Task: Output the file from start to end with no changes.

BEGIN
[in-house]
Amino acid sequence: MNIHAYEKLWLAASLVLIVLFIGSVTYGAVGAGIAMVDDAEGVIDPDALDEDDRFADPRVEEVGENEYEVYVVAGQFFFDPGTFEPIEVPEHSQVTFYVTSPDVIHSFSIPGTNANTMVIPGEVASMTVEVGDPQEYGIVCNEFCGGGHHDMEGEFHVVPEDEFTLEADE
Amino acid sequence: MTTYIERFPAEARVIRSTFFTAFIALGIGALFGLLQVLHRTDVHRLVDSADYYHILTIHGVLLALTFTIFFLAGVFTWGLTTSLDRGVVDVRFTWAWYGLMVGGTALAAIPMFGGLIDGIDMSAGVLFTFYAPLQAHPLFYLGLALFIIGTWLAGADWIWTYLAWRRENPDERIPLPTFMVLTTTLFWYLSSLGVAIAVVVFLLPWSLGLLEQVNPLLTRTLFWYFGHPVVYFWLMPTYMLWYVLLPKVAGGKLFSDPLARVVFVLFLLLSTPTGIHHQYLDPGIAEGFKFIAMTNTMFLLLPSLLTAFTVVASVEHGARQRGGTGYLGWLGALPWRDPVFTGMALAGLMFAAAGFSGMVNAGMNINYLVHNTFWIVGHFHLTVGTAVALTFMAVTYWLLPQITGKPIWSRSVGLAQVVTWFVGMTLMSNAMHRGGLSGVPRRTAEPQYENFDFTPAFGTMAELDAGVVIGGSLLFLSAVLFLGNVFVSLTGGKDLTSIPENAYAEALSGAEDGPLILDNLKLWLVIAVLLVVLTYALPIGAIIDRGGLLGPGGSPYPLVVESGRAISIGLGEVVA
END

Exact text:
[in-house]
Amino acid sequence: MNIHAYEKLWLAASLVLIVLFIGSVTYGAVGAGIAMVDDAEGVIDPDALDEDDRFADPRVEEVGENEYEVYVVAGQFFFDPGTFEPIEVPEHSQVTFYVTSPDVIHSFSIPGTNANTMVIPGEVASMTVEVGDPQEYGIVCNEFCGGGHHDMEGEFHVVPEDEFTLEADE
Amino acid sequence: MTTYIERFPAEARVIRSTFFTAFIALGIGALFGLLQVLHRTDVHRLVDSADYYHILTIHGVLLALTFTIFFLAGVFTWGLTTSLDRGVVDVRFTWAWYGLMVGGTALAAIPMFGGLIDGIDMSAGVLFTFYAPLQAHPLFYLGLALFIIGTWLAGADWIWTYLAWRRENPDERIPLPTFMVLTTTLFWYLSSLGVAIAVVVFLLPWSLGLLEQVNPLLTRTLFWYFGHPVVYFWLMPTYMLWYVLLPKVAGGKLFSDPLARVVFVLFLLLSTPTGIHHQYLDPGIAEGFKFIAMTNTMFLLLPSLLTAFTVVASVEHGARQRGGTGYLGWLGALPWRDPVFTGMALAGLMFAAAGFSGMVNAGMNINYLVHNTFWIVGHFHLTVGTAVALTFMAVTYWLLPQITGKPIWSRSVGLAQVVTWFVGMTLMSNAMHRGGLSGVPRRTAEPQYENFDFTPAFGTMAELDAGVVIGGSLLFLSAVLFLGNVFVSLTGGKDLTSIPENAYAEALSGAEDGPLILDNLKLWLVIAVLLVVLTYALPIGAIIDRGGLLGPGGSPYPLVVESGRAISIGLGEVVA